Court Upholds Energy Efficiency Standards for Small Motors, Leading to Big Energy Savings

Every step forward we take on energy efficiency in the United States is cause for celebration.  So join me in a toast to a small triumph for more efficient small motors! Yesterday, NRDC received a favorable decision from the United States Court of Appeals for the Fourth Circuit upholding new energy efficiency standards issued by the federal Department of Energy (DOE) for small electric motors.  After DOE issued these standards, a trade association challenged the standards in court.  NRDC then submitted an amicus (or “friend of the court” ) brief on behalf of DOE to defend the standards. 

These standards, issued in 2010, cover small electric motors of the sort used in pumps, fans and blowers, woodworking machinery, conveyors, air compressors, commercial laundry equipment, service industry machines, food processing machines, farm machinery, machine tools, packaging machinery and the like. 

 Here’s why we should celebrate this decision:

  • Because there are so many of these small motors, DOE estimates that by increasing their efficiency, we’ll save large amounts of energy.   In fact, over the next thirty years, these efficiency standards will cumulatively save an amount of energy equivalent to about 2.2 percent of total annual U.S. energy consumption.  The standards will avoid the need to build eight new power plants, as well as avoiding cumulative greenhouse gas emissions equivalent to taking approximately 25 million cars off the road in a year.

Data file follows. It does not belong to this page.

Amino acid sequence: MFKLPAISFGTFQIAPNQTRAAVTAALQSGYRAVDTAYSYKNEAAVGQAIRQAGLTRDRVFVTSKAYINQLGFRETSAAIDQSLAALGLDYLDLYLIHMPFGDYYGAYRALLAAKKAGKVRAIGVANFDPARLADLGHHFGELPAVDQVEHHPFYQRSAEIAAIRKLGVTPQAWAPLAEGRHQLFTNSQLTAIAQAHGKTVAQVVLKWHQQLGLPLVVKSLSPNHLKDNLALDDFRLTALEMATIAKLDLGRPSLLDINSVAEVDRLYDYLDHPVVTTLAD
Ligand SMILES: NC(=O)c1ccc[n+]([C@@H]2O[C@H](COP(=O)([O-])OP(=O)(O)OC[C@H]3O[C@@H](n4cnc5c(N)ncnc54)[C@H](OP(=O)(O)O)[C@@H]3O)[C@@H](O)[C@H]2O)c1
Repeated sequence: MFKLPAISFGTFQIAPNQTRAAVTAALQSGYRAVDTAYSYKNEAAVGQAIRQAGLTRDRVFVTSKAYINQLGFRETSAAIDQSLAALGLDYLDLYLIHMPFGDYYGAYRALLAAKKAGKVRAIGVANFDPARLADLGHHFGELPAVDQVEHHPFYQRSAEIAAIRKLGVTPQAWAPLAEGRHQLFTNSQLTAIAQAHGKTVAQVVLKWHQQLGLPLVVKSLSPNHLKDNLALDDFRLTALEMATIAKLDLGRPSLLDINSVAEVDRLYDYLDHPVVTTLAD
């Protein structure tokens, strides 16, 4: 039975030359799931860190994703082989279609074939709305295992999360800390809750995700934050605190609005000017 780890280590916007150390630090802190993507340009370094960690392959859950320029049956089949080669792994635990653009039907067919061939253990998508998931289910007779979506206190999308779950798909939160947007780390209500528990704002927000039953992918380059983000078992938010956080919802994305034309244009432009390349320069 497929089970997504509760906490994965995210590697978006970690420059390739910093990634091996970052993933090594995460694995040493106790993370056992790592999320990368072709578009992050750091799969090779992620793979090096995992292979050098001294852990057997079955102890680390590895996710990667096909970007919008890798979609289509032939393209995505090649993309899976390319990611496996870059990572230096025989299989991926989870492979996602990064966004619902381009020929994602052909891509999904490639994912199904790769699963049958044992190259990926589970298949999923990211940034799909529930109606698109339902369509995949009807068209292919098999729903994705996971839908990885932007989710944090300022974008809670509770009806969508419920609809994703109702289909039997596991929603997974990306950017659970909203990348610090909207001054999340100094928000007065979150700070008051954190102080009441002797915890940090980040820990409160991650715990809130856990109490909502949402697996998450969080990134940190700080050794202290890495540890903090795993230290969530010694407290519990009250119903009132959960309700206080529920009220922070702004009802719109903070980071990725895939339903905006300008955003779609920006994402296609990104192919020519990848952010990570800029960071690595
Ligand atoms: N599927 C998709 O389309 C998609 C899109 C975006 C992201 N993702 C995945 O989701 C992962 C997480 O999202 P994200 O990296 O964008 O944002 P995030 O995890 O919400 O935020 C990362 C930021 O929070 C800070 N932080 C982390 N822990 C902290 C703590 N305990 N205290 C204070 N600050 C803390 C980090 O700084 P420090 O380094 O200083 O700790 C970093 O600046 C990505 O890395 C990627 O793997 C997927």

The decision also means that NRDC’s long record of winning or favorably settling all of its litigation related to energy efficiency standards remains unbroken.  I’ve written about how, in the past, NRDC has not hesitated to go to court to sue DOE when the agency has attempted to weaken or delay efficiency standards, and we’ve won all those cases.    Now, with the agency more committed to moving forward on energy efficiency, we are going to court to defend strong efficiency standards with equal success, as this decision shows. 

Congratulations to my colleagues Tim Ballo of Earthjustice, who took the lead on the brief for NRDC, and to my former colleague Christine Chang, who worked with me on the case while she was a public interest fellow with NRDC, and to our colleagues at DOE and the Department of Justice who represented the agency. 

You can read the decision here.